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Chapter 21: God’s Redemptive Work: Covenant and Incarnation

Question A: What are the constant characteristics of God’s redeeming work?

1. God’s redeeming work is prompt and ceaseless. No sooner had Man sinned than God held out the promise of redemption (see Gn 3.15; DV 3). “From that time on he ceaselessly kept the human race in his care, in order to give eternal life to those who perseveringly do good in search of salvation (cf. Rom 2.6–7). Then, at the time he had appointed, he called Abraham” (DV 3). The preliminary stages of God’s redemptive work include essential features found also in redemption’s culmination, accomplished in Jesus. But in Jesus certain limitations of the early stages are transcended.

2. In the typical case of Abraham, God makes a human being his helper in the work of redeeming. Abraham hears God’s call and listens, receives God’s commands and follows them (see Gn 12). Thus the relationship of friendship with God, shattered by Man’s sin, is reestablished. Abraham’s response to God is credited to him as saving faith (see Rom 4.1–9). The relationship is sealed by a covenant, a treaty in which permanent friendship is pledged and promises are made concerning the fulfillment of mutual responsibilities (see Gn 15; 17.1–14). Abraham is now God’s ally, in a position to cooperate in redeeming others. Thus, when God is about to wipe out sin-filled Sodom and Gomorrah, Abraham intercedes, bargaining like a merchant of the Middle East with a fellow trader (see Gn 18.16–32). The wicked do not escape, but Abraham’s intercession at least saves his kinsman Lot (see Gn 19.29).

3. The divine initiative, the genuineness of the relationship, the forming of a covenant community, and the element of intercession—these are constants in God’s redeeming work. Since Man is in sin, God must take the initiative; since those called must share in redemption, the relationship must be real; since humankind lives in community and is called to heavenly communion, there must be a community in friendship with God involving permanent responsibilities; and since those in friendship with God participate in his redeeming work (and, if they are to deal rightly with their sinful fellows, must help to save them), they engage in intercession.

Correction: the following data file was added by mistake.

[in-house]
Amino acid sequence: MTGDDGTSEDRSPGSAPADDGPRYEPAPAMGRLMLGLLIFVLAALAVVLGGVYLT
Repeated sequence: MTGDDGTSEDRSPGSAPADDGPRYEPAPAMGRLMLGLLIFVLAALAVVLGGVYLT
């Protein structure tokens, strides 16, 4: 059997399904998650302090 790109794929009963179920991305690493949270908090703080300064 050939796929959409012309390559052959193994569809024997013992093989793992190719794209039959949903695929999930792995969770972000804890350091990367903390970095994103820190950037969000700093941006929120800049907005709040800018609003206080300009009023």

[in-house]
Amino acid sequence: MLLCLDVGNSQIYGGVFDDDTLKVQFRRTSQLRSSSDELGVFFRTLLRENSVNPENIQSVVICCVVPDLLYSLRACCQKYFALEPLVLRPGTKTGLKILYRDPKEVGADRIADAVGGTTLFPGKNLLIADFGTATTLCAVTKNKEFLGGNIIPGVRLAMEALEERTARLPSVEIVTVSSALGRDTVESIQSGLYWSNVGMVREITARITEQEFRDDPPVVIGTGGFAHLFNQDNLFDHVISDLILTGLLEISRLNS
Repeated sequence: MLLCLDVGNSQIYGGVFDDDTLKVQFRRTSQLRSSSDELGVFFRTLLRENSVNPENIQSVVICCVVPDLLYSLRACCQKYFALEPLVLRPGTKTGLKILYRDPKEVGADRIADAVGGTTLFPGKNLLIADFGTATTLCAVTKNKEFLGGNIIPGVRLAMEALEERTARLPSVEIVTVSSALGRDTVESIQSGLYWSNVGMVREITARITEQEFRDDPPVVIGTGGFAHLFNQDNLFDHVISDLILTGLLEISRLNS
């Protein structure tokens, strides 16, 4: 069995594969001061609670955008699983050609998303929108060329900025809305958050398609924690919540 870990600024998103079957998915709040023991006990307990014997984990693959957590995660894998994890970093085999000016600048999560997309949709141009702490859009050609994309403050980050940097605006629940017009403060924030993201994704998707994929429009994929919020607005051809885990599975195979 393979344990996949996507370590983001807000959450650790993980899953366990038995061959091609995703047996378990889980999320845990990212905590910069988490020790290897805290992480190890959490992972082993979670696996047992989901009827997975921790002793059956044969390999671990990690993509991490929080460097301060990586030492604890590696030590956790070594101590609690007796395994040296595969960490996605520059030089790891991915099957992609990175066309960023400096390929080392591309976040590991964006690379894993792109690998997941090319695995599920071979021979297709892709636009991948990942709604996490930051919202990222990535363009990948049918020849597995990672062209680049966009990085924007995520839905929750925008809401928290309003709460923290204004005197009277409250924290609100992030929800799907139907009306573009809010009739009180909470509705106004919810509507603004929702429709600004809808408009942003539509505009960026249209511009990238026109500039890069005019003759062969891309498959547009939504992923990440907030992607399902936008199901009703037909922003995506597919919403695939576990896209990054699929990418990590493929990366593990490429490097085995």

4. Redemption by God does not mean that anyone is paid (see S.t., 3, q. 48, a. 4; q. 49, aa. 1–3). True, the general notion of redemption is that of reclaiming something, as one reclaims a pawned article or buys the liberty of a slave. If one sold oneself into slavery and someone else purchased one’s freedom, one would be redeemed and would have a redeemer. Man sold himself into slavery by sin; God redeems by freeing people from sin so that they no longer are slaves. However, in the redemption of the Israelites from Egypt, we see an important difference in the concept of redemption as it applies to what God does. God’s work is not a commercial transaction; God neither pays nor is he paid.

5. This holds true throughout the history of redemption. God is not paid by another who redeems; God is the redeemer (see Jn 3.16–17; Rom 8.32). Nor are others who participated in redemptive work rewarded with any payment or ransom (see Is 45.13). Above all this is true in Christian redemption: “But thanks be to God, who gives us the victory through our Lord Jesus Christ” (1 Cor 15.57). God gives us the victory, he does so through Jesus, and it is truly ours.

6. These constant features characterize God’s redemptive work throughout history. But salvation history also is marked by development. In the Old Testament, God’s redemptive work is an ever-growing communication of his love. The promise of this communication points toward fulfillment in the New Testament: God’s sharing of his own Spirit, by which human beings are made adopted members of the divine family (see Jn 1.16–17; Gal 4.3–7).

The Old Testament is a progressive revelation. Abraham is called to be God’s friend (see Is 41.8). The Israelites are chosen not because of their greatness, but “because the Lord loves you, and is keeping the oath which he swore to your fathers” (Dt 7.8). Therefore, Israel is called to love “God with all your heart, and with all your soul, and with all your might” (Dt 6.5). Only God’s personal circumcision of the hearts of his people makes it possible for them to fulfill this vocation (see Dt 30.6). God’s love and kindness are so great that they endure forever (see Ps 118.1–4, 28–29).

God loves his people like a faithful husband who continues to love his unfaithful wife. God promises to repair human infidelity by his own action, overcoming sin by a gift of his Spirit (see Ez 36.25–28). The Messiah who is to come will be anointed with this Spirit (see Is 61.1; Lk 4.16–21), poured out like refreshing water, healing everything (see Is 32.15–20; 44.3). The effect of the gift of God’s Spirit is that his people will have new hearts, capable of loving him faithfully (see Jer 31.33–34; Ez 36.26–27).